Sgt. Mary Katzenberger, 4th Brigade Combat Team, 3rd Infantry Division Public Affairs
Pfc. Kevin M. Brown and Spc. Taton C. Mote,combat engineers assigned to Company A, 4-3 Brigade Special Troops Battalion, 4th Infantry Brigade Combat Team, 3rd Infantry Division, buddy carry Spc. Stephen D. Daniel during Sapper Stakes, Dec. 7, 2011, at Fort Stewart, Ga.

FORT STEWART, Ga. (Dec. 12, 2011) -- Combat engineers with Company A, 4-3 Brigade Special Troops Battalion, 4th Infantry Brigade Combat Team, 3rd Infantry Division, tested their mettle, Dec. 6-8, during a squad-on-squad Sapper Stakes competition at Fort Stewart, Ga.

Sapper Stakes is an annual competition held within engineer units Army-wide to test proficiency of combat engineer skills and to serve as a final qualification on individual and leader tasks, said Capt. Celio Biering, commander of Company A, 4-3 BSTB.

"We're doing this as a three-day event where we're focusing on physical fitness, a 12-mile road march [and] other events [which] you can basically group around mobility, counter-mobility and reconnaissance skill sets," Biering said.

The competition began with a physical fitness test that required Soldiers to perform two minutes of sit-ups and push-ups, as well as chin-ups and a five-mile run. The combat engineers then broke off into squads to participate in various lanes that tested bridge and road reconnaissance skills, demolition preparations and casualty evacuations. Throughout the event each squad completed a 12-mile road march.

Sgt. 1st Class Luis A. Torres, a platoon sergeant with Company A, 4-3 BSTB, said he has participated in Sapper Stakes competitions each of his 18 years in service.

He said the competitions serve to enhance esprit de corps.

"The squads get together and they work hard," Torres said. "You just feel that clicking between them to try to get all the tasks right and learn how to work toward that goal."

"And once they reach that goal it's just like going to war nowadays you bring everyone back," Torres continued. "You go in there with a squad or a platoon and you bring everyone back. It's the same feeling. It's a great tool to keep camaraderie between the Soldiers and the company."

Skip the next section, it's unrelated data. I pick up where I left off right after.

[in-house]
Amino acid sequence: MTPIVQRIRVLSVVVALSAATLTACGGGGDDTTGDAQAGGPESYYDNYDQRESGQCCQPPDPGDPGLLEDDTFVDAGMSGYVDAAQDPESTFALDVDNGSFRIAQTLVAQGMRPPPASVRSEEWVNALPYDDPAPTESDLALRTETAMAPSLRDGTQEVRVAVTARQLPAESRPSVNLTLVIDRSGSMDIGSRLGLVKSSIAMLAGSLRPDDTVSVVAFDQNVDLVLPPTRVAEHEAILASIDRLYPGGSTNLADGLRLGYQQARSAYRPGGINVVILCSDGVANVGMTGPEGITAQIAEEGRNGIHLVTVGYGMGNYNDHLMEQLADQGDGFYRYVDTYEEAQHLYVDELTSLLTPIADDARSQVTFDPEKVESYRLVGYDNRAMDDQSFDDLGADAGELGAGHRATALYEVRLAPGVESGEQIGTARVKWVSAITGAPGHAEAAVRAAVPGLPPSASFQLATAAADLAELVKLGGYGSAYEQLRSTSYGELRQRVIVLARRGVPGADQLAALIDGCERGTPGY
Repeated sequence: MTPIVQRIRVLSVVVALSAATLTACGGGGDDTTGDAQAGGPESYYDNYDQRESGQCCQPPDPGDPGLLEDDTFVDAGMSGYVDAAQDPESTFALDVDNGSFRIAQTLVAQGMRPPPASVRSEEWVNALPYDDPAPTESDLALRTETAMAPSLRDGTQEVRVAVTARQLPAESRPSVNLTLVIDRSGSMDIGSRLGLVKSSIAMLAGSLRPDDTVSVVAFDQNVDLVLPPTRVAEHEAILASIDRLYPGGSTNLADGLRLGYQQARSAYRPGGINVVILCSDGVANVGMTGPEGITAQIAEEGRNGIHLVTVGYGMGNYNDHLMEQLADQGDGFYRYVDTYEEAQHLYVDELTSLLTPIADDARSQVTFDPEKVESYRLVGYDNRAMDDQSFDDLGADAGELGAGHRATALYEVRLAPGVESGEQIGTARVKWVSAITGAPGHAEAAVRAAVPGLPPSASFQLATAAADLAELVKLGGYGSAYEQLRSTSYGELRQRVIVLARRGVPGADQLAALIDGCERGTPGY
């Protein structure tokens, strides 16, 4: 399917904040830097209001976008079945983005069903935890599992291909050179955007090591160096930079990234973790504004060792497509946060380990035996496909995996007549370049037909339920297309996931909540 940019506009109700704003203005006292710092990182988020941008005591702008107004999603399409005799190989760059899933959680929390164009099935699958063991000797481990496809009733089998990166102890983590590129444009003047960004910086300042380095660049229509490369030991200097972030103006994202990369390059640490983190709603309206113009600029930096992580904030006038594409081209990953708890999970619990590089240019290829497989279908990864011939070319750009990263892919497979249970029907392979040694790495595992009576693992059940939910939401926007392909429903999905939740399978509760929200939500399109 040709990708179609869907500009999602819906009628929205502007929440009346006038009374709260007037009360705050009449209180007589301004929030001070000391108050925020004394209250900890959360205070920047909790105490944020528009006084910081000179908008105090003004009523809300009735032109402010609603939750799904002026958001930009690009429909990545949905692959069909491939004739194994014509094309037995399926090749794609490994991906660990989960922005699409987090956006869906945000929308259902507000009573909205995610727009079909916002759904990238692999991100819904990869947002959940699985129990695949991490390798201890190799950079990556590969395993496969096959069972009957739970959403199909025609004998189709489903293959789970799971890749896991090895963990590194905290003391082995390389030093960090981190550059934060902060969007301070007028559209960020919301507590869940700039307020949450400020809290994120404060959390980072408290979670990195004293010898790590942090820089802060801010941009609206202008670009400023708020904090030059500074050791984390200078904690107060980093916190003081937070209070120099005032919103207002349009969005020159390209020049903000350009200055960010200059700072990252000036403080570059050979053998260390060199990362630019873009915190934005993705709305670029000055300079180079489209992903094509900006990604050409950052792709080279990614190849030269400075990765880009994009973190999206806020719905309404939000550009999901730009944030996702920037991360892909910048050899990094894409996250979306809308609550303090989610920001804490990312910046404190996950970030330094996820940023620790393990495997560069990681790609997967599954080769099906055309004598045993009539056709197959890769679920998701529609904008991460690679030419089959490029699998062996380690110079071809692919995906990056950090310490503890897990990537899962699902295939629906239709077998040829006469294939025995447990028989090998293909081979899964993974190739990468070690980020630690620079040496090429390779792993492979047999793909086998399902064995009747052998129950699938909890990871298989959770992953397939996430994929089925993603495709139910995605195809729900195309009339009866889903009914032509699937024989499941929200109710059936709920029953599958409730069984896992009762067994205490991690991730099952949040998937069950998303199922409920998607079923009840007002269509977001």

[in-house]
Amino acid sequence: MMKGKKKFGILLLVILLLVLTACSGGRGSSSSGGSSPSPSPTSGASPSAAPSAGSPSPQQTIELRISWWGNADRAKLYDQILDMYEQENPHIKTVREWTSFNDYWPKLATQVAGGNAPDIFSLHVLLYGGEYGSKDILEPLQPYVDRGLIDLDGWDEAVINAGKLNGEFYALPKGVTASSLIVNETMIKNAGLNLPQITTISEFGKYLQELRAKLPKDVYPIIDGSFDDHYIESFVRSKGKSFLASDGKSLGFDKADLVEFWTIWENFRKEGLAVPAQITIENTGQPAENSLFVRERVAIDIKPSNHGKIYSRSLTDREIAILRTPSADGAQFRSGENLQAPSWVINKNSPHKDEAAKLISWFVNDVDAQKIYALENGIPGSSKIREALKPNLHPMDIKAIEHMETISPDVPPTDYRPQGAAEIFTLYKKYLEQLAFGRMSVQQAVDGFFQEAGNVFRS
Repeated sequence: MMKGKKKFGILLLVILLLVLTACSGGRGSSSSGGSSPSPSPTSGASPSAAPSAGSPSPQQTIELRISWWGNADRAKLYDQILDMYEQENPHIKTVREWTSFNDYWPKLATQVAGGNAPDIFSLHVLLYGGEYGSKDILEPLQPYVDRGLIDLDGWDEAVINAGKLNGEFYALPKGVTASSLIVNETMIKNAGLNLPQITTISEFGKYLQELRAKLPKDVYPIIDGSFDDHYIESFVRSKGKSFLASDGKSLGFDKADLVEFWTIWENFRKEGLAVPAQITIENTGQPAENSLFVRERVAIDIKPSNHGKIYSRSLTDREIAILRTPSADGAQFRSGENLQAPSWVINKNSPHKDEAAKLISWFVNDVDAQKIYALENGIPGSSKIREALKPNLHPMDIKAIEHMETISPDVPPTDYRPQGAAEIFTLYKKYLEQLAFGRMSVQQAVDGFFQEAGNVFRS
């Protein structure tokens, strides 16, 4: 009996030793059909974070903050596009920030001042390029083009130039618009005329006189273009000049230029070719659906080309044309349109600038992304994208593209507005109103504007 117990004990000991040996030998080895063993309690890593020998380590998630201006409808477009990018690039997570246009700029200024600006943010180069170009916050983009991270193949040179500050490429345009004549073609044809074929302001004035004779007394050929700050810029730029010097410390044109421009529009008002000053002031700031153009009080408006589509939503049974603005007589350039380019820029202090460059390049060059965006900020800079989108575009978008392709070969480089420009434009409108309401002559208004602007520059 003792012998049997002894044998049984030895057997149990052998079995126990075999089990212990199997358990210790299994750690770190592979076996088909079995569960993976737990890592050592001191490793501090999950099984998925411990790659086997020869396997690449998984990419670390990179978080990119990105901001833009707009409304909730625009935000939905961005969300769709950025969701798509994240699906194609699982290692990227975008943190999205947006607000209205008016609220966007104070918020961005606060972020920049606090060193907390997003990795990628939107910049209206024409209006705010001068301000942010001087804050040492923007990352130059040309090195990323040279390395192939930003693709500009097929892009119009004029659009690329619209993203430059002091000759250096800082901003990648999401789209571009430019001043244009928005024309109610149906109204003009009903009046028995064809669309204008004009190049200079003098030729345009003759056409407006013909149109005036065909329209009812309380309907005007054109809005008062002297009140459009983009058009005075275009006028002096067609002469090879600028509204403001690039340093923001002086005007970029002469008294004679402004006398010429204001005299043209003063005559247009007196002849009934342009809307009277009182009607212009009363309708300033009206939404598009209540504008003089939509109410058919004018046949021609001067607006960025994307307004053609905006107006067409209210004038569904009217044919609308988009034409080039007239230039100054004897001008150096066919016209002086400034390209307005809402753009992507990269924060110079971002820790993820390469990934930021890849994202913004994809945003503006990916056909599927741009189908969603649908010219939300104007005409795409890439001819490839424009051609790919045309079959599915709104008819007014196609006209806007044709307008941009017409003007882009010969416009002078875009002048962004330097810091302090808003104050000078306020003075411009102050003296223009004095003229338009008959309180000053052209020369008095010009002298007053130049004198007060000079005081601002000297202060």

Torres said he has seen Sapper Stakes tasks change over the years to meet the requirements of modern-day combat engineers. The leader said common tasks in competitions of the past included constructing triple-strand and 11-row concertina wire obstacles, and clearing mine fields.

While those tasks are still important and are still brushed upon, Torres said the wars in Iraq and Afghanistan have necessitated a shift in combat engineering skills sets to include proficiency in route clearance operations.

"Sapper Stakes should be a tool for camaraderie, but also a tool that [Soldiers] can use in the real world," Torres said. "Yeah, the competition is there, but at the same time you have to have that sense of accomplishment [that your squad, platoon and company can accomplish] a mission in a time of war."

Pfc. Kevin M. Brown, a combat engineer with Company A, 4-3 BSTB, said Sapper Stakes was tough, realistic training.

"Since we just traded over to be a light unit [and are possibly deploying in the future], it's really good practice [for] getting your body ready to walk long distances non-stop," Brown said.

The combat engineer said besides building team cohesiveness, Sapper Stakes allowed each Soldier to determine where his battle buddies and leaders stand in their effectiveness of the combat engineer trade.

"You get to see who's strong in some areas and you get to see who's a little bit weaker in certain areas so you know how far you can push them," Brown said. "You can see [and] know what everybody is capable of."

Page last updated Tue December 13th, 2011 at 07:01